CloudKBD: Oh my gosh, there are so many inspiring cosplayers out there… I get super mushy about the cosplays of my friends, though. My fiancé (inkycosplay) is so incredibly talented and they always blow me away. My friend Neil (prinncox) is also such a crazy talented cosplayer. We all sort of support each other as a trio in terms of fighting against lacks of visibility and that support is so important. We push each other a lot, and pretty much give each other the confidence to say “screw it, cosplay what you want to” whenever we can!

What have you learned through doing cosplay?

TK: I’ve learned that I’m an artist in my own way. Creating cosplay looks is a very creative process. I don’t draw or paint pictures, but I will take time to craft items and put together looks in fun and interesting ways. It’s an outlet I didn’t understand I needed until I started doing it and didn’t want to stop. I’m planning to let cosplay take me into as many directions as I can imagine.

JG: Sewing and crafting skills, for one. How to pack suitcases efficiently. Makeup skills.

CloudKBD: In terms of physically, I’ve learned to sew! I’ve also learned prop/armor building. Building props/armor is one of my favorite parts of cosplay, especially decorating it to make it fit the series (like cell-shading or weathering). It’s super trial and error still, but I really feel like I’m getting better at it! I’ve also learned that … the difference between a con community and an online space is wildly different, and the cosplay that gets a ton of positivity in a convention space doesn’t necessarily get the same reaction online. Because of that, I’ve learned that making friends at conventions is amazing and creates a really supportive found-family of overall awesome people, because in person, people are so genuine. I think seeking out that genuine community is so important to feeling confident and worthwhile in cosplay!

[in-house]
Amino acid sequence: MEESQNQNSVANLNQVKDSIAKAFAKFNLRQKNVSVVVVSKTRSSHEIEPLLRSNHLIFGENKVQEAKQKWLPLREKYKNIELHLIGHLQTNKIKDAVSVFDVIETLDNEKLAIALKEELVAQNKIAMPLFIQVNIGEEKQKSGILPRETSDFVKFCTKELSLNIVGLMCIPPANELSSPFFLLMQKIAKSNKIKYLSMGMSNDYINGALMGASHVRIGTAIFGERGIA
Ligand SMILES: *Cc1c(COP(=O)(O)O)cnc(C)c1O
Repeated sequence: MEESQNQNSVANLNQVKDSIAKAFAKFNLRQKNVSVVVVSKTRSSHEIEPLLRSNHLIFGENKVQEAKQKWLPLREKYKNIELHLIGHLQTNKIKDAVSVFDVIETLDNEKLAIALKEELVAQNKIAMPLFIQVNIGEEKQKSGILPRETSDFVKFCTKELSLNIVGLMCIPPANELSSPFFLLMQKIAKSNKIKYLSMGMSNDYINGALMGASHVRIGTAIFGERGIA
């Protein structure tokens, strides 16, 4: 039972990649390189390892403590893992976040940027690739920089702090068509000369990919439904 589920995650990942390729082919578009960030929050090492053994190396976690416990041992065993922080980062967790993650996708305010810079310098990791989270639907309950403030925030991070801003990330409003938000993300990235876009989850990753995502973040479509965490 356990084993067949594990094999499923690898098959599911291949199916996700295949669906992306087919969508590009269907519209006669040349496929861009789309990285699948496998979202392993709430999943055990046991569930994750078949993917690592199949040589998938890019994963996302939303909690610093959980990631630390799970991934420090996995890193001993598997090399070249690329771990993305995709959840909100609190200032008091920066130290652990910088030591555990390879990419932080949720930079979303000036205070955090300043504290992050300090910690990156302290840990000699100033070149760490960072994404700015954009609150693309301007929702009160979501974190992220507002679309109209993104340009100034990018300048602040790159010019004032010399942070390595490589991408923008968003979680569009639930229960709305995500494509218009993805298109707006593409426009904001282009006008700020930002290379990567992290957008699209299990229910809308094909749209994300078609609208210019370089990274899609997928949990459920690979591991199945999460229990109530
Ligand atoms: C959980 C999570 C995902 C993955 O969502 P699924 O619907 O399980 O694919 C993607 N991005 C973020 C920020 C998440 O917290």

If you could give just one piece of advice to aspiring fat cosplayers, what would it be?

TK: Cosplaying a character isn’t always about looking like the character. It can be about resonating with the way the character makes you feel…so don’t limit yourself to your appearance. There are intangible facets of yourself that make you into who you are. Cosplay is a fun way to explore that. It’s helped me to find my voice and trust my judgment. But it’s not for everyone and don’t feel pressured to do it unless it’s something YOU really want to do.

JG: Sometimes people suck. And it’s hard to not let it get to you. But if you surround yourself with good friends who cheer you on, then that’s what matters most. Cosplay for you first and foremost.

CloudKBD: You’re valid for feeling insecure. I’ve pressured myself into cosplays that I haven’t been comfortable in because spaces have told me “Forget the masses! Cosplay whatever you want! Screw the haters!” but that sort of attitude is something that we need to come to at our own speed. Fat cosplayers have had years and years of people telling us that there are so many things we can’t be, and it takes a long time to unlearn that. It’s okay to take the time to nurture that confidence instead of trying to force it. Know that you’ll rock that costume as soon as you’re ready to get to it.

(featured image: TaLynn Kel)

Samantha Puc is a freelance writer, editor, and social media manager whose work has appeared all over the web; she collects it at her portfolio site, The Verbal Thing. Samantha lives in Rhode Island with her spouse and three cats. She likes Shakespeare, space babes, bikes, and dismantling the patriarchy. She also likes vegan food. For more, follow her on Twitter.

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Samantha Puc (she/they) is a fat, disabled, lesbian writer and streamer whose work focuses primarily on LGBTQ+ and fat representation in pop culture. Their writing has been featured on Refinery29, Bitch Media, them., and elsewhere. Samantha is the co-creator of Fatventure Mag and she contributed to the award-winning Fat and Queer: An Anthology of Queer and Trans Bodies and Lives. They are an original cast member of Death2Divinity, and they are currently pursuing a Master of Fine Arts degree in creative nonfiction at The New School. When Samantha is not working or writing, she loves spending time with her cats, reading, and perfecting her grilled cheese recipe.